Alumnus Chase Tibbs (MDiv/MTS ’18) launched a podcast in 2019 entitled “Faith and Capital,” which examines the intersections of Christian faith, economic liberation, and capitalism. Committed to progressive economic and political ends, the podcast is gaining a following and serving as a catalyst for prophetic conversation and action.
Tibbs was raised in Punxsutawney, PA, and earned an undergraduate degree in Christian Ministry from Anderson University. In his last semester of college, Tibbs said that he fell in love with learning and wanted to continue studying. At the recommendation of one of his professors, Tibbs applied to CTS and earned a scholarship, which allowed him to change his plans and attend full time.
Tibbs recalled that, during his first semester at CTS, Michael Brown was killed by a police officer in Ferguson, MO, which had a significant effect on his time in seminary. “It was my earliest memory of facing off with how I am racialized and how others are racialized,” he said. “More importantly, I felt the anger and sadness of my fellow classmates… This was a pivotal moment for me in my journey at CTS in that I immediately began to take more seriously the ways in which unjust suffering was structurally produced.”
After his first year at CTS, Tibbs took an independent study with Prof. Frank Thomas—covering Michelle Alexander’s The New Jim Crow, Matthew Desmond’s Evicted, and Eddie Glaude’s Democracy in Black—that set him increasingly toward the work of social transformation.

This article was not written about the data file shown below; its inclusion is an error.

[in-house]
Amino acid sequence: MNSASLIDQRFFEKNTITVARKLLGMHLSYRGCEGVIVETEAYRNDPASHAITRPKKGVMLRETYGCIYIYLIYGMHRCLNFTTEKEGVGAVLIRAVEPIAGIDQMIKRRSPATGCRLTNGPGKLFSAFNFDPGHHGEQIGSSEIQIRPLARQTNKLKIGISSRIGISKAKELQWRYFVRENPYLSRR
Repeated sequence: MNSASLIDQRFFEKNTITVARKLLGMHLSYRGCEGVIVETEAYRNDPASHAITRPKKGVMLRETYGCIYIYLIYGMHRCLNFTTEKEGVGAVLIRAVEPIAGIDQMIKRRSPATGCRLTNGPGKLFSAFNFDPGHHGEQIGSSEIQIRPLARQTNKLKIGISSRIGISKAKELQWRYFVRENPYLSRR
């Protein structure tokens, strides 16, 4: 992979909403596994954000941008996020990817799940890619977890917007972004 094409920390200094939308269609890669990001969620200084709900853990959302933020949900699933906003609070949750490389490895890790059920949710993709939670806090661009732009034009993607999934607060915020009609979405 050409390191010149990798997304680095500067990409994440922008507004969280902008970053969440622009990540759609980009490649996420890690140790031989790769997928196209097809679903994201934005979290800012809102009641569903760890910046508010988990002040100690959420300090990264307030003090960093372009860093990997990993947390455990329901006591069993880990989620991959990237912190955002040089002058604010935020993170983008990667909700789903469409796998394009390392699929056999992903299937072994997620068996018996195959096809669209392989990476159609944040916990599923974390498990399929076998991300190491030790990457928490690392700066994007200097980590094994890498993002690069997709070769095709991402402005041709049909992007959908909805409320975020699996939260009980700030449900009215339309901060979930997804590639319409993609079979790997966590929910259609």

Tibbs graduated in 2018 with an MDiv and an MTS after writing a thesis on mass incarceration in the United States. While researching the project, he said, he took notice of how “countless authors I engaged named class and capitalism in their analysis of race, labor, imprisonment, and slavery.” Struck by how little attention capitalism itself often receives in theological contexts, Tibbs said he sat out to learn as much as he could about the entanglements of capitalism, theology, and economic justice.
Looking back on his time in seminary, Tibbs said, “During my time at CTS, my studies greatly contributed to the development of my concern for social and economic justice and the material transformation of the world. But the theory I engaged seems secondary to the relationships I experienced. It was the living, vulnerable, beautiful, broken relationships that I developed with others and others developed with me that was most formative for my growing orientation toward social and economic justice.”
Shortly after graduating, Tibbs launched his “Faith and Capital” podcast to offer, as he put it, “an invitation to Christians to question and investigate what capitalism is and how its workings fundamentally govern the world in which we attempt to follow Christ.”
Now in its third year, the podcast continues to thrive, often featuring interviews with activists, scholars, and other podcast hosts. Driving his work is the conviction that, as he explained, “Without adequately understanding capitalism, we cannot hope to make an adequate judgment of what it means to follow Christ today. If being Christian has anything to do with how we are historically and materially in relation to one another, ourselves, and the rest of the beloved creation, then grasping the relations, laws, and history of capitalism is critical.”
Learn more about Tibbs’s “Faith and Capital” podcast here.